How to help tornado victims in South and Midwest

Disaster aid groups scrambled to sent teams and supplies to ravaged areas.

December 12, 2021, 4:22 PM

Government agencies, nonprofits and disaster relief organizations have scrambled to assist the communities in the Midwest and the South ravaged by this weekend's deadly tornadoes.

The Federal Emergency Management Agency set up an Incident Support Base at Fort Campbell, Kentucky and will be providing 52 generators, 30,000 meals, 45,000 liters of water, cots, blankets, infant toddler kits and medical equipment and supplies throughout the state, according to FEMA officials.

PHOTO: An aerial photo made with a drone shows widespread destruction of homes and businesses after tornadoes moved through the area leaving destruction and death across six states, in Mayfield, Ky., Dec. 12, 2021.
An aerial photo made with a drone shows widespread destruction of homes and businesses after tornadoes moved through the area leaving destruction and death across six states, in Mayfield, Ky., Dec. 12, 2021.
Tannen Maury-EPA via Shutterstock

FEMA opened 11 shelters in Kentucky and three in Tennessee, as of Sunday. FEMA is in contact with state emergency management officials in Arkansas, Illinois and Missouri, officials said.

In the meantime, several organizations have set up funds and websites where people can donate money to help the storm's victims.

PHOTO: Donations are arranged in the hallway of South Warren High School the night after tornadoes hit Bowling Green, at Bowling Green, Ky., Dec. 11, 2021.
Donations are arranged in the hallway of South Warren High School the night after tornadoes hit Bowling Green, at Bowling Green, Ky., Dec. 11, 2021.
Amira Karaoud/Reuters

To assist those in need during these challenging times, ABC News has compiled a list of some of those verified organizations and services.

Team Western Kentucky Tornado Relief Fund

Kentucky Gov. Andy Beshear set up a donation fund that directly helps the victims in Western Kentucky.

Anyone interested in making a donation can log onto kentucky.gov.

The fund also accepts checks that can be mailed to the Kentucky Finance and Administration Cabinet, 200 Mero Street, 5th Floor, Frankfort, KY 40622. Donors are asked to sign the memo "Team Western Kentucky Tornado Relief Fund."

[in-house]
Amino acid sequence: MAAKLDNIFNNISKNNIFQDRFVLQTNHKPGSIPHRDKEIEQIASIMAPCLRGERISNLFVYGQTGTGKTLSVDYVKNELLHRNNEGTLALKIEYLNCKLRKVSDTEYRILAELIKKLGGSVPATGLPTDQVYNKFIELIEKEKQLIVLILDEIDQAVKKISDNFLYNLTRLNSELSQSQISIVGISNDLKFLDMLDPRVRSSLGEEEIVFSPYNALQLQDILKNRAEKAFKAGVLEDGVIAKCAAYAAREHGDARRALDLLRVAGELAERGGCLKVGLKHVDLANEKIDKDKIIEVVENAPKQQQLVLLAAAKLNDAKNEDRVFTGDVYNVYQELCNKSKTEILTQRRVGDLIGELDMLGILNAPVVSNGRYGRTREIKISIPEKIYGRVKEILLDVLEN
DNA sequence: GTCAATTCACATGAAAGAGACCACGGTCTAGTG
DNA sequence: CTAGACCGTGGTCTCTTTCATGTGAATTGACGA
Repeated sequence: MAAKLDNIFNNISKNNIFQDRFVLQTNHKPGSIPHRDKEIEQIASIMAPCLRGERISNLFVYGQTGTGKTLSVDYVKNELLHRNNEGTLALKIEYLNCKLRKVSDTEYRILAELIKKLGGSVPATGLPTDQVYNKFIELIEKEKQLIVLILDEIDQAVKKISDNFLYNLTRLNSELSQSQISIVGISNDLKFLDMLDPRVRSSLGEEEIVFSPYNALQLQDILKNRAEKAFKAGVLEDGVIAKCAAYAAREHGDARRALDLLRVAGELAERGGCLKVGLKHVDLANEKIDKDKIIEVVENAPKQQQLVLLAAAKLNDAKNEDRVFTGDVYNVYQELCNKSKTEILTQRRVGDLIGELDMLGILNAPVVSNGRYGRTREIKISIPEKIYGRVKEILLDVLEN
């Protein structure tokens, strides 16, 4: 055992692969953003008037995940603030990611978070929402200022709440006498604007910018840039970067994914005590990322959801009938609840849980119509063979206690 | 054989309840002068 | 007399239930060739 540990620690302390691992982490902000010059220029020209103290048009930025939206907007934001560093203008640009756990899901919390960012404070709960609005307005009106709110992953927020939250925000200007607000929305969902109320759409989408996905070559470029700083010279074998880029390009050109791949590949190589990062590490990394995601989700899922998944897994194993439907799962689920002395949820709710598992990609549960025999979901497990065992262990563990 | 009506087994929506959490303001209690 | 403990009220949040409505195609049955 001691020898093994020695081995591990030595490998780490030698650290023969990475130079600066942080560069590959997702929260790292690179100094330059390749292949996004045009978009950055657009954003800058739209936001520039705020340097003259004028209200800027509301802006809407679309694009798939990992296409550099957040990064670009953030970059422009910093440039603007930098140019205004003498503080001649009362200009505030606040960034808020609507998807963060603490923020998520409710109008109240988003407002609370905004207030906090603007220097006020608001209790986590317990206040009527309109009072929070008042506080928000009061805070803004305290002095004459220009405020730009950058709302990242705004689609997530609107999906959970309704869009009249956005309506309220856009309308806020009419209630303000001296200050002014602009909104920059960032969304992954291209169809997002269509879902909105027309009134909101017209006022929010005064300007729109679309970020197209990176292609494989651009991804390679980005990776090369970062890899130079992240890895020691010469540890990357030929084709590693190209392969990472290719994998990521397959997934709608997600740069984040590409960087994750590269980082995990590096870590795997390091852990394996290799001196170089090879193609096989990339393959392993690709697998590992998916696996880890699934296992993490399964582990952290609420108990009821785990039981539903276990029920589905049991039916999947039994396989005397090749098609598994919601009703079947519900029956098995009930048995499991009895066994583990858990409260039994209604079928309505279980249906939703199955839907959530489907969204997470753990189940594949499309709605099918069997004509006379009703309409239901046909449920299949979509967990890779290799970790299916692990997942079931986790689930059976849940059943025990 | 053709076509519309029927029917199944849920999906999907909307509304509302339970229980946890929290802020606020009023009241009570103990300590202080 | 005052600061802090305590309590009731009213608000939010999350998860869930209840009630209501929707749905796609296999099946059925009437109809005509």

The American Red Cross

The American Red Cross said its "volunteers will be out in affected communities assessing the damage left behind to help determine the types of support people may need in the coming days and weeks."

The non-profit has also donated 160 blood products to hospitals in the affected areas.

PHOTO: Workers survey tornado damage after extreme weather hit the region Dec. 12, 2021, in Mayfield, Ky.
Workers survey tornado damage after extreme weather hit the region Dec. 12, 2021, in Mayfield, Ky.
Brendan Smialowski/AFP via Getty Images

While it continues to assess the damage, Red Cross officials said the organization is accepting donations to help the victims.

Anyone interested in helping can log onto redcross.org or call 800-RED CROSS. Mobile phone users can send a quick $10 donation simply by texting "REDCROSS" to the number, 90999.

CARE

CARE, the international aid organization based in Atlanta, has provided water, food, shelter, and cash assistance to the families affected by the tornados.

The organization has set up a donation fund for those services.

Feeding America

Feeding America, Kentucky's Heartland is providing ready-to-go emergency meals for victims.

Donors looking to provide the nonprofit with money for the operation can log onto https://donatenow.networkforgood.org/feedingamericaky.

"This massive devastation couldn't come at a worse time as most of the state is still in recovery from the pandemic and people are financially exhausted from holiday expenses," Feeding America wrote in a social media post.

The United Way's Kentucky branch set up a donation fund for the state's victims.

The nonprofit said the money will support "support immediate needs and long-term recovery for impacted communities."

PHOTO: Donations are kept in the hallway of South Warren High School the night after tornadoes hit the community, at Bowling Green, Ky., Dec. 11, 2021.
Donations are kept in the hallway of South Warren High School the night after tornadoes hit the community, at Bowling Green, Ky., Dec. 11, 2021.
Amira Karaoud/Reuters

Anyone interested in donating can log onto uwky.org/tornado.

ABC News' Matthew Vann contributed to this report.

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